• During rituals or ceremonies, the aromatic leaves of hummingbird sage might be burnt as a traditional smudge for cleansing or purifying a space.
    • Hummingbird sage can be planted as part of a sensory garden, where its textured leaves and aromatic scent provide a tactile and olfactory experience.

Interesting Facts

  • bedFeng Shui

    Hummingbird Sage is not used in Feng Shui practice.

  • aquariusZodiac Sign Compitability

    Hummingbird Sage is not used in astrology practice.

  • spiralPlant Symbolism

    • Healing: Salvia spathacea, commonly known as Hummingbird Sage, is part of the Salvia genus, which is often associated with healing properties. It's believed to have medicinal qualities in various cultures.
    • Protection: In many traditions, sage plants are thought to offer protection against evil and negativity. Hummingbird Sage may also carry this symbolic meaning.
    • Wisdom: The name Salvia is derived from the Latin 'salvere' meaning "to save" or "to heal," which often corresponds to the pursuit of knowledge and wisdom.
    • Longevity: Many sage plants are revered for their longevity and their ability to survive in tough conditions, thus symbolizing the human desire for a long and healthy life.
    • Purification: Sage often symbolizes cleansing and purity. Hummingbird Sage may be used in rituals or ceremonies to cleanse a space or person of negative energies.
    • Spiritual Awakening: The connection of sage to spirituality is strong. Hummingbird Sage can be seen as a symbol for spiritual growth and enlightenment.

Every 1-2 weeks
2500 - 10000 Lux
Every 2-3 years
Spring to early summer
As needed
  • water dropWater

    Hummingbird sage should be watered deeply but infrequently, aiming for a deep watering every two weeks during the dry season. In the winter, reduce watering as the plant prefers drier conditions and can rely on natural rainfall. When watering, use about 1 to 1.5 gallons for mature plants, ensuring moisture reaches deep root zones. Overwatering can lead to root rot, so let the soil dry out between waterings. The exact amount of water may vary based on soil type and environmental conditions, but always aim for soil that is moist but not waterlogged.

  • sunLight

    Hummingbird sage thrives in partial shade, especially enjoying the dappled light under oak canopies or similar environments. It can tolerate morning sun but should be protected from the intense afternoon sun. For optimal growth, plant it where it can get ample light filtered through higher foliage, avoiding deep, dense shade.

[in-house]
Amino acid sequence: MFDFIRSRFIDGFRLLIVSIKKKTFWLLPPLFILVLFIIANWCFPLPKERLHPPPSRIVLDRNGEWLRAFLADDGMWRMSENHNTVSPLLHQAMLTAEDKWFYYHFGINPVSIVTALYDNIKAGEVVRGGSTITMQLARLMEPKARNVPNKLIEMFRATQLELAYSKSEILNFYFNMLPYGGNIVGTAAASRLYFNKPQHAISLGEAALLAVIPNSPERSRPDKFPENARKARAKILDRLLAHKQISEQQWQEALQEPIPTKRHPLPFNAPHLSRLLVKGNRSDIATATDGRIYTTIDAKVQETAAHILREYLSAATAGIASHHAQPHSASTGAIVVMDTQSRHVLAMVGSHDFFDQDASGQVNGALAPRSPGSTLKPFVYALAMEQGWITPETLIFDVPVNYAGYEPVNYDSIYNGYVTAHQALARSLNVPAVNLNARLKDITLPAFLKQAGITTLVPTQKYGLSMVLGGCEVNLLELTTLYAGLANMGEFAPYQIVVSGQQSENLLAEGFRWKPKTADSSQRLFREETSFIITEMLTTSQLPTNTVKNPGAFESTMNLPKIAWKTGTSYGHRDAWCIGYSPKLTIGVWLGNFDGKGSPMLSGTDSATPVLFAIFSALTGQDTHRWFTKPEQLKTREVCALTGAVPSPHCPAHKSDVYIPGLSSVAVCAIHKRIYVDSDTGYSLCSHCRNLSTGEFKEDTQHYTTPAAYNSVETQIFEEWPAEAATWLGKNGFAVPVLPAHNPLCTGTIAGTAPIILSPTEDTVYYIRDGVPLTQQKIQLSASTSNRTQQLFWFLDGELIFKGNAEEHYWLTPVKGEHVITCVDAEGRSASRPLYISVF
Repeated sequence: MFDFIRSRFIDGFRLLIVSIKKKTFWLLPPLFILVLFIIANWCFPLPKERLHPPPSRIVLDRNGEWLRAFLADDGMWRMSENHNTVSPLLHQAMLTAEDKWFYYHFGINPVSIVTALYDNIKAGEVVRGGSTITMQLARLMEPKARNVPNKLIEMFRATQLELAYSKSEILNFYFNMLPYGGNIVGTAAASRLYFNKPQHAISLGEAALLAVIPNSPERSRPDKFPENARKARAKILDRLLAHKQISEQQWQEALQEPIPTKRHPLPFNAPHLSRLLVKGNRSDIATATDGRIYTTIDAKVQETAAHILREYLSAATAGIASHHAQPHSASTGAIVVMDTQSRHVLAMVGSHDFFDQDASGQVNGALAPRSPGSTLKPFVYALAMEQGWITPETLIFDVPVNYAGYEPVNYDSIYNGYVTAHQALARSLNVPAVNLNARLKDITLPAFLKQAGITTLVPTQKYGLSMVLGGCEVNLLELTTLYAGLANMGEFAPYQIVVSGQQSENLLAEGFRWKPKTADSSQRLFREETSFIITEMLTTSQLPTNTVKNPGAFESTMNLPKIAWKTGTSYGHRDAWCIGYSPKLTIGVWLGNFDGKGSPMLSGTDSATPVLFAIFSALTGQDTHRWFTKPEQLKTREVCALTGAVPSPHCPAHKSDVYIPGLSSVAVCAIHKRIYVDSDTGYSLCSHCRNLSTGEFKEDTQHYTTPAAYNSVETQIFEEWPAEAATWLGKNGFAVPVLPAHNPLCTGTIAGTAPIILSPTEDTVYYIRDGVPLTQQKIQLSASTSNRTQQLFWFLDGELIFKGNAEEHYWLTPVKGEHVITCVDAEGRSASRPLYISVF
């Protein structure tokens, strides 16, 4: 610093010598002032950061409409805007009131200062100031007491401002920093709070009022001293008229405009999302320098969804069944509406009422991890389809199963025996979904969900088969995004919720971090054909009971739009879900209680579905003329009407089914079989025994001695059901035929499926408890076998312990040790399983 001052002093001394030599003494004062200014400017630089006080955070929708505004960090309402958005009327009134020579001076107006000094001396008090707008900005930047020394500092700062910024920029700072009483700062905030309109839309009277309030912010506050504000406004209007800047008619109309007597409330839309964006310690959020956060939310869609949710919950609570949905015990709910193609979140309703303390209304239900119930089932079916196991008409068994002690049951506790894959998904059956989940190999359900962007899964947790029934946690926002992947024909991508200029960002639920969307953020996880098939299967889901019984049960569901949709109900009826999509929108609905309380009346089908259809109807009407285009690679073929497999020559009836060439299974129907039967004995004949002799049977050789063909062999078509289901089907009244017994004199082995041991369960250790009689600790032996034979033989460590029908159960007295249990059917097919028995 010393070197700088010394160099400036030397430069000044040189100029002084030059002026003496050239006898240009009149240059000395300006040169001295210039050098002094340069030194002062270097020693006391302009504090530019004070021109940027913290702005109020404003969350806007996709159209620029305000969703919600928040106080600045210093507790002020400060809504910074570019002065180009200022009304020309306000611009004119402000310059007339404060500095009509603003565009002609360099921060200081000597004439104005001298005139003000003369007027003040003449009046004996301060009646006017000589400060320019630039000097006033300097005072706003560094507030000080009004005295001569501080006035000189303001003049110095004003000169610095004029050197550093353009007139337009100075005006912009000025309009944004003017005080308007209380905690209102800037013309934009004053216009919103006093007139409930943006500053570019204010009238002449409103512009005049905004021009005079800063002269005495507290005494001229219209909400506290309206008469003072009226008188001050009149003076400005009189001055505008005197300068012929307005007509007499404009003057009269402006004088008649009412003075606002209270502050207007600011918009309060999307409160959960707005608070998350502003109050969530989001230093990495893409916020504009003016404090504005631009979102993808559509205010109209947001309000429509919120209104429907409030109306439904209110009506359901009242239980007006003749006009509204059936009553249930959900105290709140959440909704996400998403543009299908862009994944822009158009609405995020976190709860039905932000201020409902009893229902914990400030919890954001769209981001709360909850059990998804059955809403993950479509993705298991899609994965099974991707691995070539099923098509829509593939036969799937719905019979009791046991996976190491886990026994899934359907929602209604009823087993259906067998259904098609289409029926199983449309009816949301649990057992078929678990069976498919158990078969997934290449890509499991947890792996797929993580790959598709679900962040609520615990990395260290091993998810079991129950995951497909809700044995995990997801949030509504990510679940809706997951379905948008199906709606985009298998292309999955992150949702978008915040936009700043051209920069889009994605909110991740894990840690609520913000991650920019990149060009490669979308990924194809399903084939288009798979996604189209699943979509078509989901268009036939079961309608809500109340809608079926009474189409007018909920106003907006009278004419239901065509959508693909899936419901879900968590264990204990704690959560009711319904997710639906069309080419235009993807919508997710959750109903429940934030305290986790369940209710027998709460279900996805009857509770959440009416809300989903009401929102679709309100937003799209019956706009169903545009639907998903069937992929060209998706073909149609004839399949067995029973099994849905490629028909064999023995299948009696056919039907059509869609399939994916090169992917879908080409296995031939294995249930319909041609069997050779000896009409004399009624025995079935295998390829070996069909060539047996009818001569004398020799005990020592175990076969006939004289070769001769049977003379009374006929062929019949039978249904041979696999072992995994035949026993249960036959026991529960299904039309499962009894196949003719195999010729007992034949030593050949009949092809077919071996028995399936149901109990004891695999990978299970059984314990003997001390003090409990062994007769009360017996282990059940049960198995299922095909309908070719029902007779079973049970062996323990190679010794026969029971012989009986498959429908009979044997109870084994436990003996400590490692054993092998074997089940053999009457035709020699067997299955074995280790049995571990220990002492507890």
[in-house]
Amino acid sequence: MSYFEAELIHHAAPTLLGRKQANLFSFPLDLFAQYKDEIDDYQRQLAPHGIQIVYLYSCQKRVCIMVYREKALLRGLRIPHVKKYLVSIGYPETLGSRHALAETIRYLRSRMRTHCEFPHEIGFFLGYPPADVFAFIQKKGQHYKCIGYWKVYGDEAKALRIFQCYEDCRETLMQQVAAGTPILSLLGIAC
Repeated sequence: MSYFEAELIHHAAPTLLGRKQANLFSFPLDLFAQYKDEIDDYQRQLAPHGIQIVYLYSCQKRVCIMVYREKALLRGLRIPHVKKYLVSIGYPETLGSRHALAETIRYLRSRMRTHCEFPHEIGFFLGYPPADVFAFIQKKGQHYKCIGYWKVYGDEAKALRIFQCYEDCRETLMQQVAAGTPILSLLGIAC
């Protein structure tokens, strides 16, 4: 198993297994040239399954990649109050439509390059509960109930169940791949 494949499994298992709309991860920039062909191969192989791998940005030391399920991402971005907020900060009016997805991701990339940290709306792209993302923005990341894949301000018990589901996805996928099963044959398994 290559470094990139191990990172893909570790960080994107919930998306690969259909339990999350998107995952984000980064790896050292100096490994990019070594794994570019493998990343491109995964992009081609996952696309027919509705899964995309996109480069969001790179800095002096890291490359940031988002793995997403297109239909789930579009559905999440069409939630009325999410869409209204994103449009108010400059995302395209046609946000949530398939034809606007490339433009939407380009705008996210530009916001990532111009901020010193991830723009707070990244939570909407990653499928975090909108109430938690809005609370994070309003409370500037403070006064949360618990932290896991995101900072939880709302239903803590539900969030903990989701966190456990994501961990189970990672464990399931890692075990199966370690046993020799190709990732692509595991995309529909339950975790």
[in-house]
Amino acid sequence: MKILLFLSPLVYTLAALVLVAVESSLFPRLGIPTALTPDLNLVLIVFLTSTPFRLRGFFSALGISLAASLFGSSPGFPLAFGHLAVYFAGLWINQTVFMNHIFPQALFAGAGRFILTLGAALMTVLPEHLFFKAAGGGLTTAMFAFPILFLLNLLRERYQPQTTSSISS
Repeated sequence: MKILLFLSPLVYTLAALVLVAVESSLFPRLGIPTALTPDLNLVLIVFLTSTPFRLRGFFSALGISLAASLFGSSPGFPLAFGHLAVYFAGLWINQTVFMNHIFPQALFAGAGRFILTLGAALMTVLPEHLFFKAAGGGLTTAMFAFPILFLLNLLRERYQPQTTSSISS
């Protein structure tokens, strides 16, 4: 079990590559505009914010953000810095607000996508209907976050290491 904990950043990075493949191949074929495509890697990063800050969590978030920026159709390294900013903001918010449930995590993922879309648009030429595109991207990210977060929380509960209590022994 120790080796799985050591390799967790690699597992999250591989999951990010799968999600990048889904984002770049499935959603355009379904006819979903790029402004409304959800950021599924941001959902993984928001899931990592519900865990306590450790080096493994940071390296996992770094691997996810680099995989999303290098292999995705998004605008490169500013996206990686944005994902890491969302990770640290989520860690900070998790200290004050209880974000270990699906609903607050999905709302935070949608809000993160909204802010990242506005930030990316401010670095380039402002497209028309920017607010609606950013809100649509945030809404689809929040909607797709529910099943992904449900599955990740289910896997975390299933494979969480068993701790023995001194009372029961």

• thermometerTemperature

    Hummingbird sage does well in a temperature range that does not typically drop below 20°F or rise above 100°F. The ideal temperature conditions for the plant are between 60°F and 85°F. It is native to California and can handle cooler nights, but consistent temperatures below 20°F may damage the plant.

  • scissorsPruning

    Prune hummingbird sage to encourage bushiness and to remove spent flower stalks, which can enhance the next season's blooms. It's best to prune in late winter or early spring, just before new growth begins. Cut back no more than one-third of the plant to keep it healthy and well-shaped. Pruning too often or too drastically can harm the plant's vigor.

  • broomCleaning

    As needed

  • bambooSoil

    Hummingbird Sage prefers well-draining soil with a mix of loam, sand, and compost to promote healthy growth. The ideal pH range for Hummingbird Sage is slightly acidic to neutral, between 6.0 and 7.5.

  • plantRepotting

    Hummingbird Sage should be repotted every 2 to 3 years to ensure it has sufficient space to grow and to refresh the soil nutrients.

  • water dropsHumidity & Misting

    Hummingbird Sage thrives in moderate humidity levels but is relatively tolerant of various humidity conditions as long as it is not too dry.

  • pinSuitable locations

    • Indoor

      Place in bright, indirect light and ensure good air circulation.

    • Outdoor

      Choose a sunny spot with some afternoon shade and well-draining soil.

    • Hardiness zone

      8-11 USDA

  • circleLife cycle

    Salvia spathacea, commonly known as Hummingbird sage, germinates from seed in moist, well-drained soil in partial to full shade environments. The seedling stage is characterized by the development of a small rosette of basal leaves. As it matures into the vegetative stage, it develops a larger rosette and elongated, serrated leaves with a distinctive aroma. The plant then enters the flowering stage, typically in early spring, producing tall inflorescences with tubular magenta flowers that attract pollinators, particularly hummingbirds. After pollination, seeds are developed and dispersed, marking the reproductive stage of the plant. The plant may enter a period of dormancy during dry or cold seasons, with above-ground growth dying back and the plant surviving via its underground rhizomes until favorable conditions return.

  • sproutPropogation

    • Propogation time

      Spring to early summer

    • Propogation: Hummingbird sage (Salvia spathacea) is best propagated by division, a method that can be employed in the fall or early spring when the plant is not in active bloom. This involves gently separating the root clumps of an established plant. Carefully dig up the clumps ensuring that each new section has a piece of the root system and some foliage. These separated clumps can be immediately replanted into a well-draining soil mix, ensuring that the soil is kept moist until new growth indicates that the division has been successful. Water the new divisions with about half a gallon (roughly 1.9 liters) of water to help settle the soil and eliminate air pockets.